methodA(int)                     2': Number of parameters
methodA()                        3': Number of parameters
methodA(double, int)             4': Order of parameters
methodA(int, double)             5': Same as 1'

The first four implementations of the method named methodA are overloaded correctly, each time with a different parameter list and, therefore, different signatures. The declaration at (5) has the same signature methodA(int, double) as the declaration at (1) and, therefore, is not a valid overloading of this method.

void bake(Cake k)  { /* ... */ }                 // (1)
void bake(Pizza p) { /* ... */ }                 // (2)

int     halfIt(int a) { return a/2; }            // (3)
double  halfIt(int a) { return a/2.0; }          // (4) Not OK. Same signature.

The method named bake is correctly overloaded at (1) and (2), with two different parameter lists. In the implementation, changing just the return type (as shown at (3) and (4) in the preceding example), is not enough to overload a method, and will be flagged as a compile-time error. The parameter list in the declarations must be different.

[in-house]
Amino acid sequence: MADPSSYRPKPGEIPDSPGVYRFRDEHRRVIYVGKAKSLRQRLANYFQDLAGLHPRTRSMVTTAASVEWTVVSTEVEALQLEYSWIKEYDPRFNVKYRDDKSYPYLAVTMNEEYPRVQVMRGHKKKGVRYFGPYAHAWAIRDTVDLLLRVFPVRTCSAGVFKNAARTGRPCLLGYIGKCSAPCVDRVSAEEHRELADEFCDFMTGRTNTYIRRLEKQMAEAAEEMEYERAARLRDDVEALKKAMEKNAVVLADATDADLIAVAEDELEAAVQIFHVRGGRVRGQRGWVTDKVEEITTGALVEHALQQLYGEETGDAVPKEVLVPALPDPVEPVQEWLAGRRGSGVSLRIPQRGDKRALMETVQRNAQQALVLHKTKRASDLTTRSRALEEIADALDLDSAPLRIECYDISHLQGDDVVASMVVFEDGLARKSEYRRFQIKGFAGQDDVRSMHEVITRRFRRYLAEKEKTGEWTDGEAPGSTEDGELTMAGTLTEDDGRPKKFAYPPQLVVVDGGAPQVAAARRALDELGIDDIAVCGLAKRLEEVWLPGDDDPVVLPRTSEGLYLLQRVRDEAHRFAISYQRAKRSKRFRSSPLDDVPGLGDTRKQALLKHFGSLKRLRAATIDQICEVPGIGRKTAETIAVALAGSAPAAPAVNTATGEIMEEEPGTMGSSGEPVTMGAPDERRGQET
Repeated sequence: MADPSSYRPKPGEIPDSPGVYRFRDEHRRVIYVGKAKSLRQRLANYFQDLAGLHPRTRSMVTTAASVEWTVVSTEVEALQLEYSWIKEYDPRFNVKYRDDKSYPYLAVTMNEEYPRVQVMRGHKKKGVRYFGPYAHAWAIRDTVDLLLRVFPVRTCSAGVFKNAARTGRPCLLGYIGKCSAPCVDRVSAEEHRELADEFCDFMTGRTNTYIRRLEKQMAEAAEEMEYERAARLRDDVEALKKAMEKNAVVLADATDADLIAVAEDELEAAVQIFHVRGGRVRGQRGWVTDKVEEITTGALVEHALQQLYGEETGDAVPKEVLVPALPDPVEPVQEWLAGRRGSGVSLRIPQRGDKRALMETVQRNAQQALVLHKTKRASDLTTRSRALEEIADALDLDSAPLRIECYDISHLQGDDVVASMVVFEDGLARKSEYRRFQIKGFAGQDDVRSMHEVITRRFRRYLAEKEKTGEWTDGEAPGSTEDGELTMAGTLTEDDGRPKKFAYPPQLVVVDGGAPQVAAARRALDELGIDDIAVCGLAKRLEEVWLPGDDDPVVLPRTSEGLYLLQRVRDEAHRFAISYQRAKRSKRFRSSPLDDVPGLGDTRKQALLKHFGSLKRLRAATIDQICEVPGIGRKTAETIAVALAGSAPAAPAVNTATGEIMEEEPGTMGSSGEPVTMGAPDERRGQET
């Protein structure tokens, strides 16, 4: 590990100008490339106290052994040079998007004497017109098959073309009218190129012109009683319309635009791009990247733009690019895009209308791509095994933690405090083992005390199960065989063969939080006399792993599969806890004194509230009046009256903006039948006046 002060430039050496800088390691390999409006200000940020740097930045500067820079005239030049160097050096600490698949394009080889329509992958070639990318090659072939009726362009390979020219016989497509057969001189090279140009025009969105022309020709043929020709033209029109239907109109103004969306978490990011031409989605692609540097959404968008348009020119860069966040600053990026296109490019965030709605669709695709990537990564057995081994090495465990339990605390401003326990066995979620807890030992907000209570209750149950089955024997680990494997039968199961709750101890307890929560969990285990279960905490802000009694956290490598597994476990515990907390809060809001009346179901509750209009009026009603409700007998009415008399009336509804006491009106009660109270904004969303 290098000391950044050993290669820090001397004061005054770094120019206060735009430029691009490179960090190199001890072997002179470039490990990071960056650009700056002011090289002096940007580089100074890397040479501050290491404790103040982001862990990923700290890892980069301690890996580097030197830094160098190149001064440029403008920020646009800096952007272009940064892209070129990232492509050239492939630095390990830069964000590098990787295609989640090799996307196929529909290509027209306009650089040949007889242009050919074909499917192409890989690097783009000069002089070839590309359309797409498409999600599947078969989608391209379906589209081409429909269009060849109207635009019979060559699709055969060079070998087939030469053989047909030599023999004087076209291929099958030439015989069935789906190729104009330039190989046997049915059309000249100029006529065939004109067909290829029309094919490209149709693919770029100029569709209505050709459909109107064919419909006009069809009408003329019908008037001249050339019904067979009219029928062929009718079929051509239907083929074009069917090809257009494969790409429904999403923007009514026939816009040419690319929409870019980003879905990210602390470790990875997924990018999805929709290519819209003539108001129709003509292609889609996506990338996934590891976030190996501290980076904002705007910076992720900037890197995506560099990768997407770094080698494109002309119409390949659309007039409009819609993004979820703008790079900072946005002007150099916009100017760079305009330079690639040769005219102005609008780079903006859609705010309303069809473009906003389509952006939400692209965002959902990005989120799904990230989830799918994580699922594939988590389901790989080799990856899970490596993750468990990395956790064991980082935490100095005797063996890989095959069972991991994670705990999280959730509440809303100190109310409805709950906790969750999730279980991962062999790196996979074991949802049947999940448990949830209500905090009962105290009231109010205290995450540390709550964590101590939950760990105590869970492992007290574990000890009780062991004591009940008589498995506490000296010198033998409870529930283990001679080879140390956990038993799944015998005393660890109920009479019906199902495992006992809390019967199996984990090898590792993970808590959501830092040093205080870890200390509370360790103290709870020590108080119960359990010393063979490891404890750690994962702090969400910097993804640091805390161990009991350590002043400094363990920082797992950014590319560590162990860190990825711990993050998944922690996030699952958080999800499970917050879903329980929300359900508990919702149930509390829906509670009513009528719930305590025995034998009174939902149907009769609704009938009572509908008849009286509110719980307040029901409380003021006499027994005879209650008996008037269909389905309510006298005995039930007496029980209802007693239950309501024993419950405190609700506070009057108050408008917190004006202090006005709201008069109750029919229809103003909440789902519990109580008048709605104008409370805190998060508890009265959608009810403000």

Only methods declared in the same class and those that are inherited by the class can be overloaded. Overloaded methods should be considered to be individual methods that just happen to have the same name. Methods with the same name are allowed, since methods are identified by their signature. At compile time, the right implementation of an overloaded method is chosen, based on the signature of the method call. Details of method overloading resolution can be found in §7.10 on page 316. Method overloading should not be confused with method overriding (§7.2, p. 268).